Congressional Report on Huawei Smacks of Protectionism

The House Intelligence Committee report on Huawei Technologies Co. and ZTE Corp., China's two largest phone-equipment makers, breathlessly hints at a massive national security breach in the making. The committee report, out today, says Chinese intelligence services could spy on the U.S. by using the two companies' equipment to tamper with American telecoms networks.

The companies, based in Shenzhen, China, failed to cooperate with a yearlong investigation, the report says, or to explain their U.S. business interests and relationships with the Chinese government. Therefore, they can't be trusted and should be barred from merging with or acquiring U.S. companies or getting U.S. contracts.

What the report lacks is evidence. It also smacks of protectionism, despite denials by the committee chairman, Michigan Republican Mike Rogers, that he is invoking national security to shield U.S. telecoms equipment companies from Chinese competition.

The House investigation found "credible" reports of illegal behavior by Huawei, including immigration violations, bribery and corruption. But the original allegations that triggered the investigation a year ago -- that Huawei and ZTE were installing equipment with codes to relay sensitive information back to China -- are far from proven.

There are no examples of data theft enabled by either company's telecoms gear. A classified annex to the report "adds to the committee's concerns," the report says, but doesn't call it conclusive. Instead, lawmakers cite issues that raise red flags. Some ZTE gear has a "backdoor," a way for China's spies to sneak into a network undetected, Rogers said in a press conference. Rogers also cited "numerous examples" of "beaconing," which is when routers turn on in the middle of the night and send large data packs to China.

If these are known vulnerabilities, shouldn't they be fixable? This isn't to say that Huawei should get carte blanche. Ren Zhengfei, Huawei's chief executive officer, founded Huawei in 1987 after leaving the Chinese army, and his military ties continue today, the report says. What's more, U.S. counterintelligence officials have called China the world's biggest practitioner of economic espionage. According to the report, internal Huawei documents supplied by a former employee showed the company provides "special network services'' to an entity the former employee believes is an "elite cyber-warfare unit'' within the Chinese army. The documents "appear authentic'' and suggest Huawei officials weren't forthcoming about research on the military's behalf.

But most of the report's evidence for pronouncing Huawei untrustworthy relates to its governance. The committee casts doubt, for example, on Huawei's claim to be controlled by its common shareholders. Instead, Huawei is "actually controlled by an elite subset of its management." What large, publicly traded U.S. corporation doesn't resemble that description? Not a one.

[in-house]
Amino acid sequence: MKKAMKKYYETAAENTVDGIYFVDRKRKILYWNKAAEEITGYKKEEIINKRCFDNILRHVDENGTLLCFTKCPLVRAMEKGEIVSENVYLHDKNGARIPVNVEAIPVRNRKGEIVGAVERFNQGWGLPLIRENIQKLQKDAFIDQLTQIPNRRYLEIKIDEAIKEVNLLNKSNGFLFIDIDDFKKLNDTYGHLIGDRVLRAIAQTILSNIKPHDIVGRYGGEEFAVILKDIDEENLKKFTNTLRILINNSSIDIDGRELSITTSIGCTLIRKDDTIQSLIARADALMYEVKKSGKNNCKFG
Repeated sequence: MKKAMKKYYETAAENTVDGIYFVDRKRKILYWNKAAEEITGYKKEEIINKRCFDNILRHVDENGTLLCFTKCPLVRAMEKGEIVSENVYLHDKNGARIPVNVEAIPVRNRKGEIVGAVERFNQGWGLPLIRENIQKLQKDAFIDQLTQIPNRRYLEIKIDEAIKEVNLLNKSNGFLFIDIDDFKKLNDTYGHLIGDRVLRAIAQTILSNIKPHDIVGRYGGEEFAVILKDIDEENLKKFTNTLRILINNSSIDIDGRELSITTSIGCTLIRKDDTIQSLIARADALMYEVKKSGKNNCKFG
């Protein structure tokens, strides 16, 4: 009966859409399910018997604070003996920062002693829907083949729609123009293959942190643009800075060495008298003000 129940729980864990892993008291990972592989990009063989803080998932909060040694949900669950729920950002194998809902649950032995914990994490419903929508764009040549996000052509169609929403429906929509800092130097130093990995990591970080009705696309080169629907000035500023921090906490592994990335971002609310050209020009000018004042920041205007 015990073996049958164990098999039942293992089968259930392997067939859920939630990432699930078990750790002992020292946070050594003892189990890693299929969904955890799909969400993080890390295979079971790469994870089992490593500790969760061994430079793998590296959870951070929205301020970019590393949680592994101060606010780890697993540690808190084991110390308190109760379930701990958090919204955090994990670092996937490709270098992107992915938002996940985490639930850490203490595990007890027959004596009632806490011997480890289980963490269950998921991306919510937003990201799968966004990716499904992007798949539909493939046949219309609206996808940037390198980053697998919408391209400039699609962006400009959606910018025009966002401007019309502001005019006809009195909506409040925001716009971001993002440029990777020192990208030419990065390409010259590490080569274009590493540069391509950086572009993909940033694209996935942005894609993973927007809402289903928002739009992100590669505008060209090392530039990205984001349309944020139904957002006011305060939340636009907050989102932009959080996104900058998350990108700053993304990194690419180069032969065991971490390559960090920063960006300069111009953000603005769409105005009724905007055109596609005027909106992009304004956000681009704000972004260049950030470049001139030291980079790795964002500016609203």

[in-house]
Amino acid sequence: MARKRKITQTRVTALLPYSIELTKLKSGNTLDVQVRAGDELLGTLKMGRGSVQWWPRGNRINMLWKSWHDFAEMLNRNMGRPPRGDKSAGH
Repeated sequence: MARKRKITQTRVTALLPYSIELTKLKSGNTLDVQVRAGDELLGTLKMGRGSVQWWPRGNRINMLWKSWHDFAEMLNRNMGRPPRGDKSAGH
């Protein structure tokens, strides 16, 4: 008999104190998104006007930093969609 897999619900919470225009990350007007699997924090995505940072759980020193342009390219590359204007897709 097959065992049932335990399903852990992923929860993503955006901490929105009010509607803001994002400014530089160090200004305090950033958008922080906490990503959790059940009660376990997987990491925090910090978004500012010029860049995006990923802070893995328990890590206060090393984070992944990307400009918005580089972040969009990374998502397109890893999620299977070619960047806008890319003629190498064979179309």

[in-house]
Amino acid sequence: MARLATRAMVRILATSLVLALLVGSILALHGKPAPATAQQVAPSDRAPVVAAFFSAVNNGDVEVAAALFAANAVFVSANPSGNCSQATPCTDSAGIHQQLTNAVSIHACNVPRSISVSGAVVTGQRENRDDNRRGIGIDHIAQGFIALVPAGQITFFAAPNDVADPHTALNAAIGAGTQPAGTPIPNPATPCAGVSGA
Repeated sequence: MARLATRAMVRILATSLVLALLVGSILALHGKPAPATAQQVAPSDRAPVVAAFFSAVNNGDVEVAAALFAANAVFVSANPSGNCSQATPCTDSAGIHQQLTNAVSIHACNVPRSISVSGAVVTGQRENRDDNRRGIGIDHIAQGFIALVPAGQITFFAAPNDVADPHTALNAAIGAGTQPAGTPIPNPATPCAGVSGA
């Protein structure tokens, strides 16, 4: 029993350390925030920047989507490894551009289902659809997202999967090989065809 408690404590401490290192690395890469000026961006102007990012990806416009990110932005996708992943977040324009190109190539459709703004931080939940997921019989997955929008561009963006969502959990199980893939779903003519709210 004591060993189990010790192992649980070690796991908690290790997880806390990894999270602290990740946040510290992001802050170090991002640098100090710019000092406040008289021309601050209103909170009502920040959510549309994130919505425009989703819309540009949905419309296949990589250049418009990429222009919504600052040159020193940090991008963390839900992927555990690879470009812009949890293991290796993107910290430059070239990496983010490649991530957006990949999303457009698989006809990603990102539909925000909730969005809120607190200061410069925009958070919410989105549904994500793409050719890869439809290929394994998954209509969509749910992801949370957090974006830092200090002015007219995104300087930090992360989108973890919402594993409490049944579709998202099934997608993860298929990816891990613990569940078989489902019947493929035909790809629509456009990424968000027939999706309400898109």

The report is also critical of Huawei for giving shareholders a write-in option for union representatives, but no similar option for directors. Even when U.S companies allow write-ins for board elections, shareholder nominees never win because management controls most of the proxies. And the House committee didn't like that the selection of board members at the Chinese companies is opaque. Again, the same could be said of most U.S. boards.

The companies said they would allow independent audits of hardware and software to ensure that devices and networks are secure. The report concludes that wouldn't work because the "pace of technology development today drives products to evolve far more rapidly than any third-party comprehensive evaluation can follow." Another reason: Vendors and equipment used for maintenance and upgrades would also need to be vetted. Moreover, any flaws intentionally inserted by a determined and clever insider would make the vetting task "virtually impossible."

Wait, wouldn't that apply to, say, Apple iPhones that are made in China? Or any of the millions of other electronic devices made in China that operate or interact with the U.S. telecoms grid?

Flaws and all, the report is likely to play a role in the presidential campaign. Both candidates -- Republican nominee Mitt Romney more than President Barack Obama, to be sure -- claim they will come down hard on Chinese trade violations. Romney says, if elected, he would designate China a currency manipulator on day one of his term.

Chinese telecoms companies already were meeting stiff resistance in the U.S. prior to the committee report. Ironically, Huawei in 2008 dropped a $2.2 billion joint bid with Bain Capital, the company Romney co-founded, to buy networking company 3Com Corp. In 2011, Huawei abandoned a deal to buy patents from a computer-services company, 3Leaf Systems Inc. The U.S. Commerce Department last year cited security issues in blocking Huawei from participating in a nationwide emergency network.

The committee surprisingly invited the companies to list their shares on a Western stock exchange. A listing would require them to be more transparent with financial data and cyber-security processes. It would also require them to comply with Western legal standards and to obey intellectual property laws. The companies should take the committee up on its offer.

(Paula Dwyer is a member of the Bloomberg view editorial board. Follow her on Twitter.)

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